|Death: ||Feb., 1815|
George Little I. Biographic Sketch from History of Davies Co., Ky.-1883- pages 129-130-121-132.
Short and simple are the annals of the pioneer. To the unsteady hand of tradition we owe most of that which yet remains of all that was said and done, achieved and suffered by those who came to Kentucky as the red man departed. Their very names are being blotted out from the memories and records of men. Deserving a better fate than this the name of George Little is here set down. He was born in Scotland about the year 1733. The particular locality of his birth is now a matter of conjecture. The patronymic has long been known in different parts of that country. The station in life of this particular stock in the old country as well as its history, are both unknown. As tradition eagerly transmits the faintest suspicion of exalted rank, as it has done so in this case, the presumption is against it's existence. All hopes of ancestral connection with those twin roots of British nobility--- the Danish buccaneers and Norman plunderers-- are thus forever blighted. For this deprivation Scotia's own bard has furnished the consoling couplet--
Rank is but the guinea's stamp:
A man's a man for a'that.
This unpedigreed lot is indeed to be preferred, even if it were possible to trace a lineage to that ancient and noble house. Enterdating all modern nobility-- founded by the worthy baron alluded to in Charles Dicken's History of Martin Chuzzlewit, as the Lord Nozoo. In early manhood he emigrated from the old to the new world. His first known residence in America was at Newbery, in the colony of South Carolina. His pursuits were agricultural and he was so engaged at the rapture between the colonies and the mother country. What his previous sentiments, politically, had been is unknown but he was opposed to war that ensued.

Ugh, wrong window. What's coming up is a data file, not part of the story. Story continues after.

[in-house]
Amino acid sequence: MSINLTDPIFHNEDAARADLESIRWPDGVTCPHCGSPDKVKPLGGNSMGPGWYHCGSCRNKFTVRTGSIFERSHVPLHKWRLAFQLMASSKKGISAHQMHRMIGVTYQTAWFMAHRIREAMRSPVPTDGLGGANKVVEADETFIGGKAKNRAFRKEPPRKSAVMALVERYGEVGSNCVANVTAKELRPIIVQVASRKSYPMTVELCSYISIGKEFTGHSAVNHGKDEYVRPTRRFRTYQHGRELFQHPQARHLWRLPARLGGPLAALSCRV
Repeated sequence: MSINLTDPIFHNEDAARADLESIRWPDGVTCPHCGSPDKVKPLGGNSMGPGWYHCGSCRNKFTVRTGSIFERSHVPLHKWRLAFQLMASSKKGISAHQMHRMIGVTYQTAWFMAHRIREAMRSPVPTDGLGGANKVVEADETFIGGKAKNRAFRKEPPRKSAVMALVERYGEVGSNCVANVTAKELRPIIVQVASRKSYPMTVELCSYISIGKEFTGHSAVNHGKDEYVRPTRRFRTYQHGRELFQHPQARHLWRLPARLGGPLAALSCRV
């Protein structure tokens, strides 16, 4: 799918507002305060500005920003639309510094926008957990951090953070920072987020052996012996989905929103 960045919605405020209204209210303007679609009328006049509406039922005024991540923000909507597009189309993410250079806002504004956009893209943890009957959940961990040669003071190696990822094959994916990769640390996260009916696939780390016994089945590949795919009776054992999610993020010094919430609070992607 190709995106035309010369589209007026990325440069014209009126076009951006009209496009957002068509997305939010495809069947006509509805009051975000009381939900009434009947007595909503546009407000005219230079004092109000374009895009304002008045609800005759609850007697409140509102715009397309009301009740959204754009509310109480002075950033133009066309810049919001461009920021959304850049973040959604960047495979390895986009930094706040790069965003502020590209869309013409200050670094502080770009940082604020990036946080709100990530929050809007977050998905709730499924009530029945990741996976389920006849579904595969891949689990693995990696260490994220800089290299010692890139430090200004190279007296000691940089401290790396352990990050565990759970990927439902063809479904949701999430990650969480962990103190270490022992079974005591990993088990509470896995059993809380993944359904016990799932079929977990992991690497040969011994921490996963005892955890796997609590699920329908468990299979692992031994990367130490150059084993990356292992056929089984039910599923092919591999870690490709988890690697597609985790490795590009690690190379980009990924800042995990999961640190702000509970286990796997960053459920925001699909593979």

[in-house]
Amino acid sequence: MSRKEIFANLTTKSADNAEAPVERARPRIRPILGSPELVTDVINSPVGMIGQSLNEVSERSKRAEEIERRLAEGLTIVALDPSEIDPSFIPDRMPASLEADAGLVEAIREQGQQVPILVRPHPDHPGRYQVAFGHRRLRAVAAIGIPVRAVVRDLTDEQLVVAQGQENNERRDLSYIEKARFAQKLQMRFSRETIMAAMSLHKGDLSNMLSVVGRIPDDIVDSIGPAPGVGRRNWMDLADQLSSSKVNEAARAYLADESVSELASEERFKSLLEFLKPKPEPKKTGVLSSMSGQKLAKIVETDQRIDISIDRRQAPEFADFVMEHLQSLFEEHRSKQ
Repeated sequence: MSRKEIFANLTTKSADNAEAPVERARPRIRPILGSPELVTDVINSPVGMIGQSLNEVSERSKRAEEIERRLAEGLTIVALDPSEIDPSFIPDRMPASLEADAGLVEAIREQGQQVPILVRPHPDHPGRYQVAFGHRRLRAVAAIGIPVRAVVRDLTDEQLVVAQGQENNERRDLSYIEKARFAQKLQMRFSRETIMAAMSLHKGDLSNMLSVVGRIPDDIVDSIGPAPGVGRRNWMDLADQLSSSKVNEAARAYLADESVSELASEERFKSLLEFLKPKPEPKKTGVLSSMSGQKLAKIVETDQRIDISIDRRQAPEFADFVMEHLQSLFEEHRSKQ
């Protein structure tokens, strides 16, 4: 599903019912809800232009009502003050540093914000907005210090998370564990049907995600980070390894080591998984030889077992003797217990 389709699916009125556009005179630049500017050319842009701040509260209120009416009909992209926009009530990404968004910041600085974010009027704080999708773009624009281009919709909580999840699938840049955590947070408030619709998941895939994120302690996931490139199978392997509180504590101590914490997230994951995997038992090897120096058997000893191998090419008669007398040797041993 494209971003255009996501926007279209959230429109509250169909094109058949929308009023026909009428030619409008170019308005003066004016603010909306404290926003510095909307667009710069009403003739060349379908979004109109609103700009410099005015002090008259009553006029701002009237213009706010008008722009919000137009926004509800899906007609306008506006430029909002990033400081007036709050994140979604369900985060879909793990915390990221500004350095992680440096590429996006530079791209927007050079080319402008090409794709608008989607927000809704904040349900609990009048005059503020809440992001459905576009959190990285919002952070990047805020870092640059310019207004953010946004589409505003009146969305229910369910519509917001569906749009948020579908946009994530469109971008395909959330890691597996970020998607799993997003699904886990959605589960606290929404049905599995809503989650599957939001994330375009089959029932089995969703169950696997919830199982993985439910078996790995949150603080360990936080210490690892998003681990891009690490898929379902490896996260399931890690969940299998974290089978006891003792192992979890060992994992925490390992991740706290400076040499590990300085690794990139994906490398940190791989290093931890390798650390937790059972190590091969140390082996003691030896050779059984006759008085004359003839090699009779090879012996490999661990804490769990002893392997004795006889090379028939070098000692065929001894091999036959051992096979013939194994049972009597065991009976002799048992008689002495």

Without fortune or political influence, he asked no more of Government than liberty to pursue, unmolested, his private affairs. Possibly his attachment to the mother country, or kindred left behind, influenced his opinions. A dissenter from the established church, he early joined the Wesleyan movement, which before the Revolution had a considerable membership this side of the Atlantic. His religious faith--embracing the doctrines of submission to the powers that be--may have colored his political views. However this may be, when war came and the colonial Government required his services, he enlisted in the American Army, no record of the nature and duration of his service survived. Nothing more is certainly known than that in an engagement between the American Forces and a detachment of the enemy under Tarleton's command he received a bullet wound in the hip. As the result of this he went to his grave a cripple. The ball was never extracted.